3 Designers on Operating a Fashion Business in the Time of COVID-19
Plus, their views on how this will affect fashion long-term.
Designers play an integral, yet very challenging role in fashion. They fuel the creativity of the industry, churning out seasonal collections year after year. On top of that, they are first and foremost a business—whatever they make, they have to sell. On a normal day it’s a delicate balance that is much harder than it looks. Layer on a pandemic to complicate matters, and the rules are just asking to be rewritten.
This pandemic may fundamentally shift the way many of these businesses operate. Before all this, the fashion cycle was built on major fashion weeks across the world—designers were under pressure to design and produce at a rapid rate to keep up with everyone else. All these tent poles have been hindered by the current state of things, and their necessity has therefore been questioned, leaving the future of the industry in a bit of a haze. We decided to ask a few of our favorite designers to clear this up for us. These three industry veterans shared how they are getting along and their thoughts on the future of fashion.
Amy Smilovic of Tibi
The Tibi team has pushed an edited version of their resort collection to spring so now, instead of design and production, they can focus on addressing the needs of their customers, their retail clients, and even their own team. While design is at a standstill, founder Amy Smilovic has been using both the Tibi social media and her own as tools to share advice from her 20+ years in the business. “I’m just focused right now with helping out other young designers or entrepreneurs who are very panicked about what this means for them and how they’ll get through it,” she explains.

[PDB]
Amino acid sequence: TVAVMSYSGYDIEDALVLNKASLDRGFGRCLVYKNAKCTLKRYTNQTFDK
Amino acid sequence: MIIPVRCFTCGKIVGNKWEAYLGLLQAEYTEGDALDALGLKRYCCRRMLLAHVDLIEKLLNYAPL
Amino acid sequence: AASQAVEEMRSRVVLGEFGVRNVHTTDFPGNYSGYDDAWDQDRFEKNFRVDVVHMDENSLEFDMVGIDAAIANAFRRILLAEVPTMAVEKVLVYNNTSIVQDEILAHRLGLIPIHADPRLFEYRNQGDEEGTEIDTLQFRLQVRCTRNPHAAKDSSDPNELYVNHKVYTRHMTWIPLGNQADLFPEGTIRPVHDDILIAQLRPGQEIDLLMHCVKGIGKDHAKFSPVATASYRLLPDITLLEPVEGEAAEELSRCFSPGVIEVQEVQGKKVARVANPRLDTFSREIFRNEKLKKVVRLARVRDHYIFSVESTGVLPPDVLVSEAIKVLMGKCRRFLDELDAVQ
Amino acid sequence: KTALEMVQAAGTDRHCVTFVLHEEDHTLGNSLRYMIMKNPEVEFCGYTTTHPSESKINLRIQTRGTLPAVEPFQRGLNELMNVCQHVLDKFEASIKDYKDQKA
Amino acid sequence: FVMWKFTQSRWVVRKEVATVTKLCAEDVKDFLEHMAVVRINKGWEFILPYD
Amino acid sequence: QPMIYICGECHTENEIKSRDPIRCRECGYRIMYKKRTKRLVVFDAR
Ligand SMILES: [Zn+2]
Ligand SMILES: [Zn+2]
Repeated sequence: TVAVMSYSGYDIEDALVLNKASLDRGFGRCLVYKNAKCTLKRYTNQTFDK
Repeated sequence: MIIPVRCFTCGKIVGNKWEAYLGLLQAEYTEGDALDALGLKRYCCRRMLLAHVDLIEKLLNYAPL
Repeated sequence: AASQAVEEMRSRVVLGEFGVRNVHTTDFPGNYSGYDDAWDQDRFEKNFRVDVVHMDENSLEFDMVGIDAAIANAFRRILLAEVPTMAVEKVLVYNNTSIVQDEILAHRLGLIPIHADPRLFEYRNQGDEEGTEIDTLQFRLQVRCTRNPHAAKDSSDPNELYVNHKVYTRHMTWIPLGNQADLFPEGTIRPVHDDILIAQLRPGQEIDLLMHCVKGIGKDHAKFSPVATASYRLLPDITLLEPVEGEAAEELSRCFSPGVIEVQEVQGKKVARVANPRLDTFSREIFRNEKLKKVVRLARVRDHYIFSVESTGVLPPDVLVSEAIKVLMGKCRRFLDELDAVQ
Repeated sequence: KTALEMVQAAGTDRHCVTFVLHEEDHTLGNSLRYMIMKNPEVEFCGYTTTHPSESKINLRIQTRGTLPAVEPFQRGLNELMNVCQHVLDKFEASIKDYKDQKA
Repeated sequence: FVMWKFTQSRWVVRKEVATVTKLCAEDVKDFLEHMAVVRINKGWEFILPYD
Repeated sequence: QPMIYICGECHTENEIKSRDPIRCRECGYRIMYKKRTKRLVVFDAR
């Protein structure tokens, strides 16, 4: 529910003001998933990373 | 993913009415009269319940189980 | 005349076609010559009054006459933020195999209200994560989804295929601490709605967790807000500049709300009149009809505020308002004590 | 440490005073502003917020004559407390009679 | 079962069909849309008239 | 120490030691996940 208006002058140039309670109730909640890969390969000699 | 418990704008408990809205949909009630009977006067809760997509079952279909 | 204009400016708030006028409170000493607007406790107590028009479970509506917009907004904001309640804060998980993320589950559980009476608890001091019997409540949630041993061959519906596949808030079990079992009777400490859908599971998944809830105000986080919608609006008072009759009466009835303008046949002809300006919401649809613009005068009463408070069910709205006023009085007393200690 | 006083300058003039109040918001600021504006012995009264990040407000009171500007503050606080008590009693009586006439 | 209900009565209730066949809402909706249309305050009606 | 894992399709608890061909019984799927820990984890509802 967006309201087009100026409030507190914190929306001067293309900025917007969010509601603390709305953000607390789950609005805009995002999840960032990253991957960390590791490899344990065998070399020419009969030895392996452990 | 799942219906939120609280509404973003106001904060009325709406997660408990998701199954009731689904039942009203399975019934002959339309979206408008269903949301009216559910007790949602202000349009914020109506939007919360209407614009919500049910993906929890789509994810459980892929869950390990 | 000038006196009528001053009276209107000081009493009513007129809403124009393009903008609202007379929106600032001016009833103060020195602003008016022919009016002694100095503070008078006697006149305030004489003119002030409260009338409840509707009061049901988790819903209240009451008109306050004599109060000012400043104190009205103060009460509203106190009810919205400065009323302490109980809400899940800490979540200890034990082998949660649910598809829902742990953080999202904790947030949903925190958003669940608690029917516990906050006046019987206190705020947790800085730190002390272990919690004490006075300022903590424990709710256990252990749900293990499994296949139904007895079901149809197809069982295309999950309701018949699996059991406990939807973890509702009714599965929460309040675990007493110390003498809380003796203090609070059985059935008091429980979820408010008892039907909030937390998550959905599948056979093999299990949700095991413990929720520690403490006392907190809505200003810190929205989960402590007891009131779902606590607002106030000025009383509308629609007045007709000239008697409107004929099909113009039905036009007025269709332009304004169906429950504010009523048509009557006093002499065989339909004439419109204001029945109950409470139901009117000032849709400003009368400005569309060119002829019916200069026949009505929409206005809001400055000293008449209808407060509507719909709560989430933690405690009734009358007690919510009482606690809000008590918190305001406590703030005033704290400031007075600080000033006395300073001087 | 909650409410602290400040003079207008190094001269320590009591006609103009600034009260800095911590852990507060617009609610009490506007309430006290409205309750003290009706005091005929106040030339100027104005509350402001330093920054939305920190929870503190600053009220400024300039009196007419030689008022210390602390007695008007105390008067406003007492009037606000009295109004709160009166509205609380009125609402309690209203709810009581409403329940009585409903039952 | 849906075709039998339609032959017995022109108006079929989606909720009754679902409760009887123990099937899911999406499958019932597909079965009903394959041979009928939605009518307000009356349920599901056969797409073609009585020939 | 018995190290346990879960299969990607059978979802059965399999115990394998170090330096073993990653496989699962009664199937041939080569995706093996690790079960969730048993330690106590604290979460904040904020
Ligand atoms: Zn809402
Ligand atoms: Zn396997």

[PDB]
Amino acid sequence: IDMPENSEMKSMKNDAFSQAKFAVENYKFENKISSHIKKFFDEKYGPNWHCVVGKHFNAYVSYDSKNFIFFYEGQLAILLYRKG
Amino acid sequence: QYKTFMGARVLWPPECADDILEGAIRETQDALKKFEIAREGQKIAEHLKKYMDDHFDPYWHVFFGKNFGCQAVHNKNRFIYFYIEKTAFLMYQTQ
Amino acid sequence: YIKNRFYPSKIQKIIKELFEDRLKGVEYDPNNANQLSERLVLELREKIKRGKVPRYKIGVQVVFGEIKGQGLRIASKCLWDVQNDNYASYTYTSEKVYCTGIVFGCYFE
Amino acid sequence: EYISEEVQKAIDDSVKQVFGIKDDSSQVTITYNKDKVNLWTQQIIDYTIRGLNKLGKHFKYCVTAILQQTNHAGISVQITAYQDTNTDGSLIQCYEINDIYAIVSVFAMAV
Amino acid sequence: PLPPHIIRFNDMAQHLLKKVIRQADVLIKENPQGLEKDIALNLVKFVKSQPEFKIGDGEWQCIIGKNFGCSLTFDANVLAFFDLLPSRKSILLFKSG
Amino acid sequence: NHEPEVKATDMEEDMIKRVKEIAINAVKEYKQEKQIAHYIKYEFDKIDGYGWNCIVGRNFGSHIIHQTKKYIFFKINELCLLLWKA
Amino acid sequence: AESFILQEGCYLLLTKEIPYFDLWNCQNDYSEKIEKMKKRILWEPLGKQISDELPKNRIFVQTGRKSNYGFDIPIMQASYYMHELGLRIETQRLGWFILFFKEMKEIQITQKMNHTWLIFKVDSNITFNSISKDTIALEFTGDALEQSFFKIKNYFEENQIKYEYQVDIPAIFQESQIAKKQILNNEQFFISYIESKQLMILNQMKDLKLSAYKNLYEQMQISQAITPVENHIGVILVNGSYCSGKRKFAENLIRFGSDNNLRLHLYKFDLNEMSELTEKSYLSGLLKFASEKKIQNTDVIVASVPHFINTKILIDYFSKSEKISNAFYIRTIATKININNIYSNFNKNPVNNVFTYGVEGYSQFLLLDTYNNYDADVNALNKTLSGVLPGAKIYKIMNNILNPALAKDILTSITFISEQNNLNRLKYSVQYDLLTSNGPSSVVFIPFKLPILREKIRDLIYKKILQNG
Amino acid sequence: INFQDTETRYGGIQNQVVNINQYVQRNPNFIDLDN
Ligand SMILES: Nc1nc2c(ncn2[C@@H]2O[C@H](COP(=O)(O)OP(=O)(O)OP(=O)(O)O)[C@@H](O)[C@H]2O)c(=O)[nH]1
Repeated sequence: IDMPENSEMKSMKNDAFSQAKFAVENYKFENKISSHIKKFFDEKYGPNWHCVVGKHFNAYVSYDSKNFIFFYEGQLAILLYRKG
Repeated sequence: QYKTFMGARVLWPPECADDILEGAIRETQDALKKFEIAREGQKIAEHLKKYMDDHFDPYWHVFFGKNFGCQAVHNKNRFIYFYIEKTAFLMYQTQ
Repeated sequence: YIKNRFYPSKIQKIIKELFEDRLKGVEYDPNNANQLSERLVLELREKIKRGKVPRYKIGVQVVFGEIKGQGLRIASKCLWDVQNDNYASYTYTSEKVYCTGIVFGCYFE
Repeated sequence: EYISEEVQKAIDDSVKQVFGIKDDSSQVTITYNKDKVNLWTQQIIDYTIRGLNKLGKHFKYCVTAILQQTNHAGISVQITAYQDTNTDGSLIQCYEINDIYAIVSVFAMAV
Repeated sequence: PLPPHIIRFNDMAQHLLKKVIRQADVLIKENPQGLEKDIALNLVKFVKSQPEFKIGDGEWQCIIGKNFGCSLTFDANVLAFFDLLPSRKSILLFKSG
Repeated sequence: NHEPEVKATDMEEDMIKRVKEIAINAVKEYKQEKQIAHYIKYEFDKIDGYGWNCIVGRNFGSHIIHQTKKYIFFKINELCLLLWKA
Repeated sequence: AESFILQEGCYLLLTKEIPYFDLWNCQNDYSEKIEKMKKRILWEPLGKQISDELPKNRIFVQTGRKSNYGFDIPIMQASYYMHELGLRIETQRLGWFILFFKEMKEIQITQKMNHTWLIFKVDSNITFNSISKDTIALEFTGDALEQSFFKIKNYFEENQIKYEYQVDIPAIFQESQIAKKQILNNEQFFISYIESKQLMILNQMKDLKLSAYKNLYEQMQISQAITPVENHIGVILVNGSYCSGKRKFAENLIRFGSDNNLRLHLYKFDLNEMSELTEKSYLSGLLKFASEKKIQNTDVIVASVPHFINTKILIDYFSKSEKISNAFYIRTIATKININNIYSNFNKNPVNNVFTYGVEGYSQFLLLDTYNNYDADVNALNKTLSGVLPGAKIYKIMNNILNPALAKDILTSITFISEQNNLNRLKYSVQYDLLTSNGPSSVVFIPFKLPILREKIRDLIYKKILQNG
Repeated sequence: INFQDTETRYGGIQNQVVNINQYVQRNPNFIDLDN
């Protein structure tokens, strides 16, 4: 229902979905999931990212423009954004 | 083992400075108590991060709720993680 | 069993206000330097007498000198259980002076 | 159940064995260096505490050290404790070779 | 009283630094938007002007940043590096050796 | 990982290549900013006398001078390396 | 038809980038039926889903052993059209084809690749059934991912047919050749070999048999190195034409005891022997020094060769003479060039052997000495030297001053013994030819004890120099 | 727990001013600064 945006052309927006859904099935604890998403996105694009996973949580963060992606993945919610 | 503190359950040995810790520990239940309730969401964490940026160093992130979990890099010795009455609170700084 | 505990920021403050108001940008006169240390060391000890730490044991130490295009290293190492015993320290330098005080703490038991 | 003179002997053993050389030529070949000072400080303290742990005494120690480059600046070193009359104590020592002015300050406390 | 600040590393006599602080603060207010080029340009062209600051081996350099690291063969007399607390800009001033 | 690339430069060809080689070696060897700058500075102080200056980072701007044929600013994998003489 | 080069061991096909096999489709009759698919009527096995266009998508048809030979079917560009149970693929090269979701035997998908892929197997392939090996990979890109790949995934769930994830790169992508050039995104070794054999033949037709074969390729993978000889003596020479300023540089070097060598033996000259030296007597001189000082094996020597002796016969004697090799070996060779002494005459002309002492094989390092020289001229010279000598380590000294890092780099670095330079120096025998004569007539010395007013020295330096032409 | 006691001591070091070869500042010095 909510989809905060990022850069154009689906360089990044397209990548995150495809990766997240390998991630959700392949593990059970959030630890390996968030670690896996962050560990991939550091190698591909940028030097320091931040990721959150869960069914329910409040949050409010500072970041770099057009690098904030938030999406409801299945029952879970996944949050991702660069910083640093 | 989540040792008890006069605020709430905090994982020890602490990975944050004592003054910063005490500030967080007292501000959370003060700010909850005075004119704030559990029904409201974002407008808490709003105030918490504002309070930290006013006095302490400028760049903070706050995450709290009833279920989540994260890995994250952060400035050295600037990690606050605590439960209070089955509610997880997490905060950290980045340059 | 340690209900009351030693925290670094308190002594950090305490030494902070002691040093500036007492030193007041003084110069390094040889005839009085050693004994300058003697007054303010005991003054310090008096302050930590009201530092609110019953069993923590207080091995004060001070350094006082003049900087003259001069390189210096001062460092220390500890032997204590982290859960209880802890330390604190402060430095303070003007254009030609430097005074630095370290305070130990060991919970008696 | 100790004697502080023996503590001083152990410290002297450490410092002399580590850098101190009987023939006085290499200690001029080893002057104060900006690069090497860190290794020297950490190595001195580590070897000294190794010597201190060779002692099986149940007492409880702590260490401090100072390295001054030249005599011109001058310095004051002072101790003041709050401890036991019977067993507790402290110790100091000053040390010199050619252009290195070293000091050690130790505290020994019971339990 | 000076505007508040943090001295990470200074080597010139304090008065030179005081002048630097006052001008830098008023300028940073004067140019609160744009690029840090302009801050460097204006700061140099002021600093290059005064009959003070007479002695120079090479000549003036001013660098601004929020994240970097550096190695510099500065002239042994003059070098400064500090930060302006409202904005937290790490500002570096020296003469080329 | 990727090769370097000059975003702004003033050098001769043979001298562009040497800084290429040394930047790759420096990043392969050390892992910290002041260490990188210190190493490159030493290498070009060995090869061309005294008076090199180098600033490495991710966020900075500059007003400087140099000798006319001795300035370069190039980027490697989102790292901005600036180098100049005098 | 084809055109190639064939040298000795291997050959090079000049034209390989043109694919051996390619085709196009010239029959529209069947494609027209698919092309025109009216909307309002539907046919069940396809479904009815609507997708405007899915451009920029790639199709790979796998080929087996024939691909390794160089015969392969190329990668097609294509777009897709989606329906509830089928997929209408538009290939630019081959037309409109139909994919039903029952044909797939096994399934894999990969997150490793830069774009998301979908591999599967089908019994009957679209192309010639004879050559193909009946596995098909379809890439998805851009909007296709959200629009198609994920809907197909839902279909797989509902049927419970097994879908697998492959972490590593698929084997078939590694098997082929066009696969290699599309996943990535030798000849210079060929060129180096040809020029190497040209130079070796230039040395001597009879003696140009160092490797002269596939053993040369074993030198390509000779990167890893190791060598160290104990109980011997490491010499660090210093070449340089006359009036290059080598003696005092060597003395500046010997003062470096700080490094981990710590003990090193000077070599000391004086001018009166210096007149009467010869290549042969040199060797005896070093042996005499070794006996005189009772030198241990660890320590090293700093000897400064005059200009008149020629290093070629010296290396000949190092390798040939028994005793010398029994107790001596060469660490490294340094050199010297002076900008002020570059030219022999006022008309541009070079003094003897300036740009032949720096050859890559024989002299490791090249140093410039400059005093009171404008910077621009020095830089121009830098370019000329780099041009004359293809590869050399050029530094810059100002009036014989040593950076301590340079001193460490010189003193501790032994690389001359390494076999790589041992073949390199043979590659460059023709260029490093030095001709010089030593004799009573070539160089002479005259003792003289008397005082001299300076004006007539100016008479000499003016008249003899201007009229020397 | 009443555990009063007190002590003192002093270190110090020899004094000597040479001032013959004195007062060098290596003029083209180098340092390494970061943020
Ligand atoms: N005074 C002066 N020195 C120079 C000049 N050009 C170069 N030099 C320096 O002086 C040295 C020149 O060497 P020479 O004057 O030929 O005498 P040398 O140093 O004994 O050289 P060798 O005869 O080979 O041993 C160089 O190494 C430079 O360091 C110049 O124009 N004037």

“I think all of us need our emotions to settle before we really start putting things onto a sewing machine again.”
Smilovic has shifted the focus of the conversation to style and helping people discover their own relationship with it through a series dubbed Friday Style Class alongside their typical posts via their grid and stories. “It’s more about expressing yourself and finding your style rather than buy this pair of pants,” she says of her current approach to posting. Smilovic herself has been watching movies from the 1930s to note how personal style evolved as a result of the Great Depression, a time with the most similar economy to our current one. “I find it really interesting to see how they tackle the concept of aspirational dressing when clearly there were millions of people out in food lines,” she says.
When they do think of production, their minds gravitate towards change. Smilovic and the Tibi team have been considering breaking from the fashion cycle for years, but have been struggling to find an appropriate time to get off the “hamster wheel.” “We were on such a drug of big e-commerce players and big orders and big department stores,” she says. Their new vision includes both producing less and producing better. She revealed to us that they are not afraid of a world without a fashion week and actually see it as a benefit for younger designers.
On a less fashion-centric note, the Tibi team set aside 1,500 pieces to distribute to healthcare workers through a nomination process. Each piece they sent included a handwritten note from someone on the team. They thought this was the best way to use their own resources to make a difference, and the benefits were much greater than they could have foreseen. Not only was the receiver thrilled, but the nominator was extremely grateful to be involved, along with the employees that got to have a hand in the process. “At least three people were really touched with each thing we sent out,” describes Smilovic. “We need that ripple effect right now.”